It ended up twice vetoed. But it was a bill that gained traction after students demanded to know how much Sarah Palin was paid to speak at a California State University campus fundraiser this year.
Today Sen. Leland Yee, D-San Francisco, announced that when the state Senate reconvenes Monday he plans to re-introduce a bill that would force more disclosure of information from private foundations linked to public higher education.
He said he believes Gov.-elect Jerry Brown, "unlike his predecessor," will "match his action with his rhetoric and sign this bill into law."
Yee's cause captured attention last April with a scandal: The CSU Stanislaus Foundation claimed it had no documents related to a speech Palin was going to give as a fundraiser on that campus. Then the foundation claimed it was private and not required, under state law, to disclose how much it was paying the former Republican vice presidential candidate.
Stanislaus students found documents in a dumpster with partial information about Palin's contract and a judge forced the foundation to disclose more, including Palin's $75,000 speaking fee.
Supporters of Yee's SB 330 - it doesn't have a new number yet - point out that millions in public money are commingled with auxiliary foundations.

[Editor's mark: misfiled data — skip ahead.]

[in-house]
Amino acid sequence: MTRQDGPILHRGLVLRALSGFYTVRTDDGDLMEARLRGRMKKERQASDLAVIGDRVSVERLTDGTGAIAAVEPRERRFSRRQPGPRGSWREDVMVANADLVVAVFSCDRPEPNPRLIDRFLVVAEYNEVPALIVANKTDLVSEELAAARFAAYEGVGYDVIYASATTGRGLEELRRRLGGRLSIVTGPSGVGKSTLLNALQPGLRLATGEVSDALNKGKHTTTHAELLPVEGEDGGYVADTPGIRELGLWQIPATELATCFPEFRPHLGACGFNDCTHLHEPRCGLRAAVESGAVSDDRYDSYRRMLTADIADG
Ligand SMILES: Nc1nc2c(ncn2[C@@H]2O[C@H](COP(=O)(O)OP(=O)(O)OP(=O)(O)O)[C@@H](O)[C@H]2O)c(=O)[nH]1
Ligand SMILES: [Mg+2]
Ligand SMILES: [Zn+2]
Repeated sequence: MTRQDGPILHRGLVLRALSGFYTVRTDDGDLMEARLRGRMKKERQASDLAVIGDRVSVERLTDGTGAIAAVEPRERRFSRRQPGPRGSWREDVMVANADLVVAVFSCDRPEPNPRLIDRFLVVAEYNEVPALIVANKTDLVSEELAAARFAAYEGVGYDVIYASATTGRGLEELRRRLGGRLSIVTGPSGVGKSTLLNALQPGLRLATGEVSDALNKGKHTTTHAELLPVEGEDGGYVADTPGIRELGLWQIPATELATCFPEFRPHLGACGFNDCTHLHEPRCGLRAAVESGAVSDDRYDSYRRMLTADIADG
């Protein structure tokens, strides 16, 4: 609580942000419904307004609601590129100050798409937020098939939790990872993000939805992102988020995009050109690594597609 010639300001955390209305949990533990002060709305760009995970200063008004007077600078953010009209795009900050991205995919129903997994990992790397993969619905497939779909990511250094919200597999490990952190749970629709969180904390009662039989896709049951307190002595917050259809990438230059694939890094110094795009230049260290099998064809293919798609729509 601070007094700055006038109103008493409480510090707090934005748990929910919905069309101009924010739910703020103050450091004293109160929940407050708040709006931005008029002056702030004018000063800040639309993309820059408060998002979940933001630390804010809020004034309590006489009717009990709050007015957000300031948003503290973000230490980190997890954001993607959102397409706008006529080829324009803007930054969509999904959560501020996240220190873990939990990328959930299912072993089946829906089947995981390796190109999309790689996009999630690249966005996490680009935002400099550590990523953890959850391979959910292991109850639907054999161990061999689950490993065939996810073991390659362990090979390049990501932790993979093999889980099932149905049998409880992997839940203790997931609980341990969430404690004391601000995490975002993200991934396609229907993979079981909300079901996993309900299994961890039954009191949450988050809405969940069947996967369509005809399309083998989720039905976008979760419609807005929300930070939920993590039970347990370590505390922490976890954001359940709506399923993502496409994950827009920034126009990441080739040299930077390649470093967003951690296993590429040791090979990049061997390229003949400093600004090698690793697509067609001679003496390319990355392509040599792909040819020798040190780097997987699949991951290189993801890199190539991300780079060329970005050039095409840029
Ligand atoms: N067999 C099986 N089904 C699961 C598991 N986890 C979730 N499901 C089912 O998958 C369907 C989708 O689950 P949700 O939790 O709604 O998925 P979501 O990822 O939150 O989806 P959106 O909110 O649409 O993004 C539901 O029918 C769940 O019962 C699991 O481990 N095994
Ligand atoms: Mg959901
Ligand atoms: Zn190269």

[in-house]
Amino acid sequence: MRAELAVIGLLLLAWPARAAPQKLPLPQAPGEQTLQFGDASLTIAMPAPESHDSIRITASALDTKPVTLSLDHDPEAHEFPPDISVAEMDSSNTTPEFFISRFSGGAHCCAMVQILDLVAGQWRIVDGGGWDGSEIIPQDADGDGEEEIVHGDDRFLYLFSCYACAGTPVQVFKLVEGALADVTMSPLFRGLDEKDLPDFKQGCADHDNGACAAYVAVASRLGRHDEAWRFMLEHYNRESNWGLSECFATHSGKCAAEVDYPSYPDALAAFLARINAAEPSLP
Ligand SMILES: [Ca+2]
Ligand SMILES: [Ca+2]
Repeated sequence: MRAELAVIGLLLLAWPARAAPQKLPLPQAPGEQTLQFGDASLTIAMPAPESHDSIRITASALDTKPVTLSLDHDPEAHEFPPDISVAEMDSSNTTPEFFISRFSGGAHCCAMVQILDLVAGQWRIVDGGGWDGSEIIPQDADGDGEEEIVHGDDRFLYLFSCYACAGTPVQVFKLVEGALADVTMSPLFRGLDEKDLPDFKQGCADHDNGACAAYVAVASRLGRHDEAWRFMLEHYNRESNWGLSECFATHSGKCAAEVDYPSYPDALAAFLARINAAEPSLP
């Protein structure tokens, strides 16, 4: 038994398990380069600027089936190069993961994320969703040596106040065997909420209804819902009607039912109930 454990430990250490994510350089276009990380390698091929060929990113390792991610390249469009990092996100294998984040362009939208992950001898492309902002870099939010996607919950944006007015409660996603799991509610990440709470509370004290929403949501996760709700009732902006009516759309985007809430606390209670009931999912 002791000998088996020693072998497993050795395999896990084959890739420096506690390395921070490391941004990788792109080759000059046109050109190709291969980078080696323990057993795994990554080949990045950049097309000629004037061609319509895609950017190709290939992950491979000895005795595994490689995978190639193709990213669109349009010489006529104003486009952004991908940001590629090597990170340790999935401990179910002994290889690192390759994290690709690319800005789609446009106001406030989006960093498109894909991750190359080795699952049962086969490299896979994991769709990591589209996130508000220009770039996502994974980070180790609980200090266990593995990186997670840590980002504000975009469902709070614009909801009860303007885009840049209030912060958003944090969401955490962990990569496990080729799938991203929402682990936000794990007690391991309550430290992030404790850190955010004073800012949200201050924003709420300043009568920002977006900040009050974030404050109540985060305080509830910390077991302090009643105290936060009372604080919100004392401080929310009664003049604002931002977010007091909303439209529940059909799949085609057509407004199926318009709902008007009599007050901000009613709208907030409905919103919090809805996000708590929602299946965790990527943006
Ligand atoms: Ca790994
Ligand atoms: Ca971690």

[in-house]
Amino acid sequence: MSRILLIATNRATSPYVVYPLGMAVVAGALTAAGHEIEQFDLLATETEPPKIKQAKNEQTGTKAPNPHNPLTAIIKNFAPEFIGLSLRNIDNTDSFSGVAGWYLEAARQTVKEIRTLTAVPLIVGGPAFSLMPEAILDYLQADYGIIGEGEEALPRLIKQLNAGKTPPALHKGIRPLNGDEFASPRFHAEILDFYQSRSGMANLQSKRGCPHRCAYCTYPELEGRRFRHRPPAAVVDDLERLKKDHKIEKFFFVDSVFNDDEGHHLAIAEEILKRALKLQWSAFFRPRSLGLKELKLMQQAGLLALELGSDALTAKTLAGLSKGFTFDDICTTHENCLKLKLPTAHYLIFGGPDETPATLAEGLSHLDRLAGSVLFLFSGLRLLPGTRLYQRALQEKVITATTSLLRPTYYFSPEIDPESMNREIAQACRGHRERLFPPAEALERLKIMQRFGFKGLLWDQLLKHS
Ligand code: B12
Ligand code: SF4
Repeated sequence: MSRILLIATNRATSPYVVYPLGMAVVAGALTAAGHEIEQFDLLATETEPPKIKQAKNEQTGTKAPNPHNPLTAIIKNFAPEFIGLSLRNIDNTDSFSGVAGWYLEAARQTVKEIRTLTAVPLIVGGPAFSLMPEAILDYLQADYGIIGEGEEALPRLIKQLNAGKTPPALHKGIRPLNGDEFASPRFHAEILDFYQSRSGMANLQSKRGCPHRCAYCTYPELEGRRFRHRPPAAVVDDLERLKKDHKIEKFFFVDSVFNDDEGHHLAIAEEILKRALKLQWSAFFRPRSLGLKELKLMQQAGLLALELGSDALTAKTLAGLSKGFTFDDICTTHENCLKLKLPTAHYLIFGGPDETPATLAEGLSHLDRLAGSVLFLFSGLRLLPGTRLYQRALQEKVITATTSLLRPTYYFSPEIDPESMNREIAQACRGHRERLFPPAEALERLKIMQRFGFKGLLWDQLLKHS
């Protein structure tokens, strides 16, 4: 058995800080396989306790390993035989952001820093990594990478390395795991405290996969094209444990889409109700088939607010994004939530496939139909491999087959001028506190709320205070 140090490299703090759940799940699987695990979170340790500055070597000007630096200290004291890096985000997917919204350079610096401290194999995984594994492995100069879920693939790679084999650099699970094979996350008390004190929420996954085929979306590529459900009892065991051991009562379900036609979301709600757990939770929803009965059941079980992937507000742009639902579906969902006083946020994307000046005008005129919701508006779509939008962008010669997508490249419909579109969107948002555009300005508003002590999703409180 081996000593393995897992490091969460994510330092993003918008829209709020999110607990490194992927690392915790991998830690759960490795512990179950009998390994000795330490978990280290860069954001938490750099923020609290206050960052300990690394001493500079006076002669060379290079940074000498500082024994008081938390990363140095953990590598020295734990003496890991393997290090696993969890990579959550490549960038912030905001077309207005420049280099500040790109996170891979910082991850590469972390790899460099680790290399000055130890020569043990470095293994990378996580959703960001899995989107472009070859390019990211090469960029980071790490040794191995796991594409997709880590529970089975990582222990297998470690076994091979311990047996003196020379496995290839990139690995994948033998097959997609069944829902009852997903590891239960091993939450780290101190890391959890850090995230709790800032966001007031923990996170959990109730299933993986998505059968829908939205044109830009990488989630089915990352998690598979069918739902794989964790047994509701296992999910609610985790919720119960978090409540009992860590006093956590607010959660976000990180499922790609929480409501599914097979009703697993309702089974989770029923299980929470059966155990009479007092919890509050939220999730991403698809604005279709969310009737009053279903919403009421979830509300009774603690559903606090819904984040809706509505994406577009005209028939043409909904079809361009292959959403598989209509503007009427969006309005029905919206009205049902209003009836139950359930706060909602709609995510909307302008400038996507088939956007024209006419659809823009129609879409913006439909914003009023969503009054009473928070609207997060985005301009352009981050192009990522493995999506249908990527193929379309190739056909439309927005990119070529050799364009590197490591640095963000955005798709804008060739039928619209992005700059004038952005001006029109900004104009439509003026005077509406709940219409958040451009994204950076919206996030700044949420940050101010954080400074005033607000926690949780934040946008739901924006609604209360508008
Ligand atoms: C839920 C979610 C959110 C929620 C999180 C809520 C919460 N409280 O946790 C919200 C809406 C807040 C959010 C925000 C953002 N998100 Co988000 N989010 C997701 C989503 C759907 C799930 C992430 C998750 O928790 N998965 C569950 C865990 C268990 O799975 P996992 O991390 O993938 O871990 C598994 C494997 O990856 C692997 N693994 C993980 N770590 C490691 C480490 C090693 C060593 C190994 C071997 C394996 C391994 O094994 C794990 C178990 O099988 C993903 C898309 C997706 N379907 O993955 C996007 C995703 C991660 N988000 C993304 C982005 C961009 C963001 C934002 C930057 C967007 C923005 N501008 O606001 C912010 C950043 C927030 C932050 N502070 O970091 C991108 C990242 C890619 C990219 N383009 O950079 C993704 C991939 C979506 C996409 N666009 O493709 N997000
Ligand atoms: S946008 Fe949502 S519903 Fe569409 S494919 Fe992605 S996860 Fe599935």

Yee also cites other examples that show a need for transparency. At Sonoma State, a former foundation board member received a $1.25 million loan two days after he resigned. At Fresno State, auxiliary exemptions were used in court as a defense for refusal to disclose information about individuals given luxury suites at a campus arena.
At Sacramento State, President Alexander Gonzalez spent $27,000 from campus auxiliary money on a kitchen remodel, Yee said, which a state audit said gave the "appearance of impropriety."
Legislators approved Yee's bill last year, but Gov. Arnold Schwarzenegger vetoed it, as he did a previous version.
"While the bill attempts to provide a veil of protection for donors requesting anonymity," he said in his veto message, "as crafted, it will not provide sufficient protection for many who rightfully deserve a level of privacy as part of their giving."
Yee said in a statement Friday: "Our public universities should not be allowed to hide billions of dollars without any accountability. Most of these auxiliaries are fully staffed by public employees who administer public funds, yet their decisions are made in complete secrecy. Taxpayers and students deserve better."
Editor's Note: This post has been updated to reflect that Gonzalez spent $27,000 from a campus auxiliary -- not $200,000 -- for the kitchen work. Updated at 12:10 p.m. on Dec. 6.